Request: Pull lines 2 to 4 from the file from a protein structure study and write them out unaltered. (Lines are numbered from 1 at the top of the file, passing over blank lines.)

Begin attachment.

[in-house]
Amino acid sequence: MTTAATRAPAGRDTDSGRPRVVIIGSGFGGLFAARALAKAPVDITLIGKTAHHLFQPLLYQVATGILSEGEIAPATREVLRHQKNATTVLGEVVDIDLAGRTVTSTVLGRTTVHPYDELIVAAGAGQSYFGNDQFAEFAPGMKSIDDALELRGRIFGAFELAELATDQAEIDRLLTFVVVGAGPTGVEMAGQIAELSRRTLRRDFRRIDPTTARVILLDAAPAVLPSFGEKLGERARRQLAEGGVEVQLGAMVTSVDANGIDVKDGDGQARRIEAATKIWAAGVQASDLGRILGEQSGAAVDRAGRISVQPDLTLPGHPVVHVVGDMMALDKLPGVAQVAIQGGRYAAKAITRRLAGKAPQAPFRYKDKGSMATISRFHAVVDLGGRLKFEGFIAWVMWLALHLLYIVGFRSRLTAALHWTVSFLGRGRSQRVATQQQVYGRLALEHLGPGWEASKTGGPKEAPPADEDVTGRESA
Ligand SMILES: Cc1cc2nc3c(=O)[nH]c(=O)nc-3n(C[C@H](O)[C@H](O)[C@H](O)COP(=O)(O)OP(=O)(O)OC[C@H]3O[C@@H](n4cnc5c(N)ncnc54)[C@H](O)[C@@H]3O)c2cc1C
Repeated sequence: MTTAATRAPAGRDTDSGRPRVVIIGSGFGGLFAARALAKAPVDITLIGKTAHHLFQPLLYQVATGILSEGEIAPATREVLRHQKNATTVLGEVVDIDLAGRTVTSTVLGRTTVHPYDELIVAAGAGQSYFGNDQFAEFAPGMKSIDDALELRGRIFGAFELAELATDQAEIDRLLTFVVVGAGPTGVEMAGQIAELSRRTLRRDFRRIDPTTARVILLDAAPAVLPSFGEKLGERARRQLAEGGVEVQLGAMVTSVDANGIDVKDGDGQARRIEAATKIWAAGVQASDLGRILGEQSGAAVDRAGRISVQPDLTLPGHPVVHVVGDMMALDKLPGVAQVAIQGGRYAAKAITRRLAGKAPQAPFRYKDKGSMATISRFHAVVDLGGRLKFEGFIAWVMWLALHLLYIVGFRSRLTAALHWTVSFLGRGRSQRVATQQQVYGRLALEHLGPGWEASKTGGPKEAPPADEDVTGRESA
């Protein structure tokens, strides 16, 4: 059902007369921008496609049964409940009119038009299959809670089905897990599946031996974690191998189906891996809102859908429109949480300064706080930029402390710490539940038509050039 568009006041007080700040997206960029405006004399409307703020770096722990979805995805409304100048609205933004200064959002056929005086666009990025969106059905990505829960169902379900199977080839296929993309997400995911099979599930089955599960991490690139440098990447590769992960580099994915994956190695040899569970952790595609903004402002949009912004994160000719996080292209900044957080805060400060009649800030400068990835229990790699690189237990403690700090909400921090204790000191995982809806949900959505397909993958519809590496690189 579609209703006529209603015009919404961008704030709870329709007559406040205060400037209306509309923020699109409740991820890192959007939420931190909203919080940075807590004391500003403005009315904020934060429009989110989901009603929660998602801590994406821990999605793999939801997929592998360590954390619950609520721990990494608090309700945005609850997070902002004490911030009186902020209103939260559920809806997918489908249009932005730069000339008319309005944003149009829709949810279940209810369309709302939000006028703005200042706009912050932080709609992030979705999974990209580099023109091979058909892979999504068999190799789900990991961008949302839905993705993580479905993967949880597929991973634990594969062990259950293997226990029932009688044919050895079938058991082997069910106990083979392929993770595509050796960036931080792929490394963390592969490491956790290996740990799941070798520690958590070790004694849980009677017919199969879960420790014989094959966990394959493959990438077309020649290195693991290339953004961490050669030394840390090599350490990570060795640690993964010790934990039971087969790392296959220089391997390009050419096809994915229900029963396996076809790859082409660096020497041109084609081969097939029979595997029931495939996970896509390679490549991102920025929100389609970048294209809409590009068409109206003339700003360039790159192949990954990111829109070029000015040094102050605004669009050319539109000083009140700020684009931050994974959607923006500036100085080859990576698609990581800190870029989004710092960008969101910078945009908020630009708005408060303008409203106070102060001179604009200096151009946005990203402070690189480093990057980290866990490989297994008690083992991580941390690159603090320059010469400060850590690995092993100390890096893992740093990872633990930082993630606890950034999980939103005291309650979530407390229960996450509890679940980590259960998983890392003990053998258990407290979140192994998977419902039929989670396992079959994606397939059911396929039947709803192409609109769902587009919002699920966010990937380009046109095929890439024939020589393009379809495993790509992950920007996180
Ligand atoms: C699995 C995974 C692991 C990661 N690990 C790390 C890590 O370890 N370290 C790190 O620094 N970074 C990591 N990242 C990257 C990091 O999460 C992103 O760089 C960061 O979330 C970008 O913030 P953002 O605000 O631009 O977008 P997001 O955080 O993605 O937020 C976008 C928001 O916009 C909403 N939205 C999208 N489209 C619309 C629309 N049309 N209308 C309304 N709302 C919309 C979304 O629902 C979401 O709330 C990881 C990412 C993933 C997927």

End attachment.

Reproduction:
Amino acid sequence: MTTAATRAPAGRDTDSGRPRVVIIGSGFGGLFAARALAKAPVDITLIGKTAHHLFQPLLYQVATGILSEGEIAPATREVLRHQKNATTVLGEVVDIDLAGRTVTSTVLGRTTVHPYDELIVAAGAGQSYFGNDQFAEFAPGMKSIDDALELRGRIFGAFELAELATDQAEIDRLLTFVVVGAGPTGVEMAGQIAELSRRTLRRDFRRIDPTTARVILLDAAPAVLPSFGEKLGERARRQLAEGGVEVQLGAMVTSVDANGIDVKDGDGQARRIEAATKIWAAGVQASDLGRILGEQSGAAVDRAGRISVQPDLTLPGHPVVHVVGDMMALDKLPGVAQVAIQGGRYAAKAITRRLAGKAPQAPFRYKDKGSMATISRFHAVVDLGGRLKFEGFIAWVMWLALHLLYIVGFRSRLTAALHWTVSFLGRGRSQRVATQQQVYGRLALEHLGPGWEASKTGGPKEAPPADEDVTGRESA
Ligand SMILES: Cc1cc2nc3c(=O)[nH]c(=O)nc-3n(C[C@H](O)[C@H](O)[C@H](O)COP(=O)(O)OP(=O)(O)OC[C@H]3O[C@@H](n4cnc5c(N)ncnc54)[C@H](O)[C@@H]3O)c2cc1C
Repeated sequence: MTTAATRAPAGRDTDSGRPRVVIIGSGFGGLFAARALAKAPVDITLIGKTAHHLFQPLLYQVATGILSEGEIAPATREVLRHQKNATTVLGEVVDIDLAGRTVTSTVLGRTTVHPYDELIVAAGAGQSYFGNDQFAEFAPGMKSIDDALELRGRIFGAFELAELATDQAEIDRLLTFVVVGAGPTGVEMAGQIAELSRRTLRRDFRRIDPTTARVILLDAAPAVLPSFGEKLGERARRQLAEGGVEVQLGAMVTSVDANGIDVKDGDGQARRIEAATKIWAAGVQASDLGRILGEQSGAAVDRAGRISVQPDLTLPGHPVVHVVGDMMALDKLPGVAQVAIQGGRYAAKAITRRLAGKAPQAPFRYKDKGSMATISRFHAVVDLGGRLKFEGFIAWVMWLALHLLYIVGFRSRLTAALHWTVSFLGRGRSQRVATQQQVYGRLALEHLGPGWEASKTGGPKEAPPADEDVTGRESA